"Rockaway!" by Katharina Grosse.

"Rockaway!" by Katharina Grosse

"Rockaway!" by Katharina Grosse

"Rockaway!" by Katharina Grosse

"Rockaway!" by Katharina Grosse

"Rockaway!" by Katharina Grosse

"Rockaway!" by Katharina Grosse

"Rockaway!" by Katharina Grosse

"Resurrection" by See One.

"God's Gift to Man" (the bee) by Rockaways artist John Hedderson.

"Camouflage" by Federico Massa aka iena cruz. A scramble jet morphs into a green heron in the midst of Jamaica Bay sassafras.

"Lt. Col. Alfred A. Cunningham, Father of Marine Aviation" by Rockaway artist Carlos A. Game, aka See TF.

"Robert Moses and 11 Migratory Birds" by Brooklyn- and Baltimore-based artist Gaia, who shows her subjects against the rubble of Moses's Urban Renewal Era.

"Geometry in Pollination" by Heidi Unkefer

"The Golden Venture" by comic and mural artist Christopher Cardinale. The legend reads: "On Jun 6, 1993, around 2am, the Golden Venture, a cargo ship carrying 286 refugees from the Fujian province of China, ran aground on the beach at Fort Tilden. They had been at sea for 112 days on the boat operated by smugglers known as snakeheads. Ten people drowned in their attempt to get to shore. For the survivors this was just the beginning of their efforts to seek asylum in the USA."

"Abundance" by Fefa Romanova.

"Seed Posture" by Cern One.

"Rockaway!" By Katharina Grosse

"Rockaway!" By Katharina Grosse

"The Forest Within Me" by Magda Love.

Rockaway Brewing Co.'s Mini Cooper delivering product to

Rockaway Brewing Co.'s Mini Cooper delivering product to "Rockaway!"

The backyard at Rockaway Artists Alliance.

The backyard at Rockaway Artists Alliance.

Last week, we caught a glimpse of Katharine Grosse’s installation at Fort Tilden– part of PS1’s “Rockaway!” series– while it was in progress. The German artist had spent the past days spray-painting the skeleton of a building on the former army base with colors that call to mind either the sunset or David Bowie’s Aladdin Sane makeup. The piece, which had been roped off and guarded by security as if Nike missiles had returned to Tilden, opened to the public Sunday with an outdoor reception that was really more of an Insta pose-fest.

You wouldn’t know it from all the fingermouthing on the beach, but “Rockaway!” wasn’t the only exhibit that opened this past weekend. Over in the shack that’s home to the Rockaway Artists Alliance, “Forbidden Fruit: Street Art in a National Park” opened Saturday. The exhibit was a collaboration between the RAA and the National Endowment for the Arts (celebrating 50 years) and the National Park Service (celebrating its centennial), and even involved some input from park rangers. (You know, the ones on horseback who sometimes creep up on your beach blanket to make sure there’s no nutcracker being quaffed.) According to a pamphlet, the show “tells the story of the people, flora and fauna of Jamaica Bay and provides a format to bring street art– by its nature a very public form of artistic expression– into the National Park.”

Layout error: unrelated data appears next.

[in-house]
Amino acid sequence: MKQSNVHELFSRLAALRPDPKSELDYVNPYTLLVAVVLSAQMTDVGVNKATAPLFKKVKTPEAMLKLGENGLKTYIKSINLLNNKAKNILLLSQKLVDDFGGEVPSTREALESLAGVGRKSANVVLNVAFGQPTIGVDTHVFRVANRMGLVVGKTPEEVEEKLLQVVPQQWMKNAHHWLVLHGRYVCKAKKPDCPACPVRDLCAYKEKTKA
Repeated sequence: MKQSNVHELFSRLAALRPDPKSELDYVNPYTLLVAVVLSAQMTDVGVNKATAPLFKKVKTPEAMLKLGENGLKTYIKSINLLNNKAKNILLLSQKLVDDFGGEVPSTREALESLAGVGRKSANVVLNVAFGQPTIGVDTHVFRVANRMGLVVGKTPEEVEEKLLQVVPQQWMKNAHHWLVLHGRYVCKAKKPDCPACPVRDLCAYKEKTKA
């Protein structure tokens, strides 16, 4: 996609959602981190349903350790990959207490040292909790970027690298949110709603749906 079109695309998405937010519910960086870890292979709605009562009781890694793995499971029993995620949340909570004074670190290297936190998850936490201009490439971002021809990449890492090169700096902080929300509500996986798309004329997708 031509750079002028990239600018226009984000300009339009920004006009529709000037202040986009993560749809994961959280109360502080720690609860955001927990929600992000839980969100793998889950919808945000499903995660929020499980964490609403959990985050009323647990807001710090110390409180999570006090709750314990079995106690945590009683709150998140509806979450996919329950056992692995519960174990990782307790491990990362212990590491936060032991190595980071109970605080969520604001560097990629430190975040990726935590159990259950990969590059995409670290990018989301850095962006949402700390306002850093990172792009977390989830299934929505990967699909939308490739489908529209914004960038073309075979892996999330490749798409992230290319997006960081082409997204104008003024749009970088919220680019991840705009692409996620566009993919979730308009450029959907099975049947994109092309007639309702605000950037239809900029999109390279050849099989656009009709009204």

Under the aegis of a panel of jurors that included local resident and PS1 director Klaus Biesenbach (seen holding court at “Rockaway!” on Sunday), artists were called upon to dramatize historical figures and events such as “Master Builder” Robert Moses, a 1993 shipwreck in which Fujianese refugees died trying to get to the shores of Tilden, and God’s gifting of bees to Rockaway. Saturdays and Sundays from noon to 4 p.m., a $5 suggested donation gets you access to large paintings inside of the building, in its peaceful backyard, and on the derelict railcar-repair facility where Patti Smith staged her post-Sandy installation a couple of years ago.

Click through our slideshow for a tour of both projects.